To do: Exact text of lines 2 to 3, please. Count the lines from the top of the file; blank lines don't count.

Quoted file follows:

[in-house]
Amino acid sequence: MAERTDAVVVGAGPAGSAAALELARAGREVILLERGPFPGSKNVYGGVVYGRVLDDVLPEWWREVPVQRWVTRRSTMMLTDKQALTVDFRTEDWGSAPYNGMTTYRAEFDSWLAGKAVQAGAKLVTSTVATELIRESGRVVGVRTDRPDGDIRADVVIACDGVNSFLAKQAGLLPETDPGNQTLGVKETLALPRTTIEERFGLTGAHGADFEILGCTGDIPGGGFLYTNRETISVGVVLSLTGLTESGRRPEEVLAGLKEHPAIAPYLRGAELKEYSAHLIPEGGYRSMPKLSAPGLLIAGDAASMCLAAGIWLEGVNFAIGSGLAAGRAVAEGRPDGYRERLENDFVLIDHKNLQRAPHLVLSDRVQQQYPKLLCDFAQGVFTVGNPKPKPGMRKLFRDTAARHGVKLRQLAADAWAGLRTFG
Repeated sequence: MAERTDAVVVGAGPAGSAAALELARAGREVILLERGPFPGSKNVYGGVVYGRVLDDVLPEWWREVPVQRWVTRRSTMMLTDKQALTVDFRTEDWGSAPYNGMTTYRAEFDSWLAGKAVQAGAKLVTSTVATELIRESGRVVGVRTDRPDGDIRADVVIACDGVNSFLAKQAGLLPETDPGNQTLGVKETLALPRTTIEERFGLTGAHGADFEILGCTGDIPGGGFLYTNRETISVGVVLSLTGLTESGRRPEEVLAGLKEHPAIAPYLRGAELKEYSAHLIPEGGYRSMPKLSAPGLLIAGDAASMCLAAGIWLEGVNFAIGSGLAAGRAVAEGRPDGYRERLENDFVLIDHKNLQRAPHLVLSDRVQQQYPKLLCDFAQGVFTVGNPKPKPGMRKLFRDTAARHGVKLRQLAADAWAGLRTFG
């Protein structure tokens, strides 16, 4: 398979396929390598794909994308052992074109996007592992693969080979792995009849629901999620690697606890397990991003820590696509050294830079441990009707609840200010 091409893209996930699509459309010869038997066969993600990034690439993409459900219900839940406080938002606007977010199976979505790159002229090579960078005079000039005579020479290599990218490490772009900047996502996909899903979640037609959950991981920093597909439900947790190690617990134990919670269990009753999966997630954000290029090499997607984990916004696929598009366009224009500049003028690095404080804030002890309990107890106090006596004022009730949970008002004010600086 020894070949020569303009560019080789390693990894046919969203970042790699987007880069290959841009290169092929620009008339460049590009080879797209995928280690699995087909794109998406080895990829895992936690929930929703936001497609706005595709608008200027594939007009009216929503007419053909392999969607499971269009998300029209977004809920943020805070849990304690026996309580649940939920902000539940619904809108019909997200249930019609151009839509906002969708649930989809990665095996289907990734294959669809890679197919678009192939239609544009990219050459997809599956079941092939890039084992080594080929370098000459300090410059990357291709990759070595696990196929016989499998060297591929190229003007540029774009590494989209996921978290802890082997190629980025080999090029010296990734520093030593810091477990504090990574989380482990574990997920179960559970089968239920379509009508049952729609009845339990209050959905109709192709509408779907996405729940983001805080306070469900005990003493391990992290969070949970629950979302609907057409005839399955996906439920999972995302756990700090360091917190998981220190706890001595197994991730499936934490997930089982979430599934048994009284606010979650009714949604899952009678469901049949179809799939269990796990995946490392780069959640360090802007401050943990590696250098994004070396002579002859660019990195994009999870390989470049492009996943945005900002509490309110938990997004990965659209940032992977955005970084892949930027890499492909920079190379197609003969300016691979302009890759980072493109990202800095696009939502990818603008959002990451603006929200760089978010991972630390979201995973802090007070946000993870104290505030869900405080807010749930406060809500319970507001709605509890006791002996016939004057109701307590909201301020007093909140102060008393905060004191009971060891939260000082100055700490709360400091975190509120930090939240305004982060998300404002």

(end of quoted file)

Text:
Amino acid sequence: MAERTDAVVVGAGPAGSAAALELARAGREVILLERGPFPGSKNVYGGVVYGRVLDDVLPEWWREVPVQRWVTRRSTMMLTDKQALTVDFRTEDWGSAPYNGMTTYRAEFDSWLAGKAVQAGAKLVTSTVATELIRESGRVVGVRTDRPDGDIRADVVIACDGVNSFLAKQAGLLPETDPGNQTLGVKETLALPRTTIEERFGLTGAHGADFEILGCTGDIPGGGFLYTNRETISVGVVLSLTGLTESGRRPEEVLAGLKEHPAIAPYLRGAELKEYSAHLIPEGGYRSMPKLSAPGLLIAGDAASMCLAAGIWLEGVNFAIGSGLAAGRAVAEGRPDGYRERLENDFVLIDHKNLQRAPHLVLSDRVQQQYPKLLCDFAQGVFTVGNPKPKPGMRKLFRDTAARHGVKLRQLAADAWAGLRTFG
Repeated sequence: MAERTDAVVVGAGPAGSAAALELARAGREVILLERGPFPGSKNVYGGVVYGRVLDDVLPEWWREVPVQRWVTRRSTMMLTDKQALTVDFRTEDWGSAPYNGMTTYRAEFDSWLAGKAVQAGAKLVTSTVATELIRESGRVVGVRTDRPDGDIRADVVIACDGVNSFLAKQAGLLPETDPGNQTLGVKETLALPRTTIEERFGLTGAHGADFEILGCTGDIPGGGFLYTNRETISVGVVLSLTGLTESGRRPEEVLAGLKEHPAIAPYLRGAELKEYSAHLIPEGGYRSMPKLSAPGLLIAGDAASMCLAAGIWLEGVNFAIGSGLAAGRAVAEGRPDGYRERLENDFVLIDHKNLQRAPHLVLSDRVQQQYPKLLCDFAQGVFTVGNPKPKPGMRKLFRDTAARHGVKLRQLAADAWAGLRTFG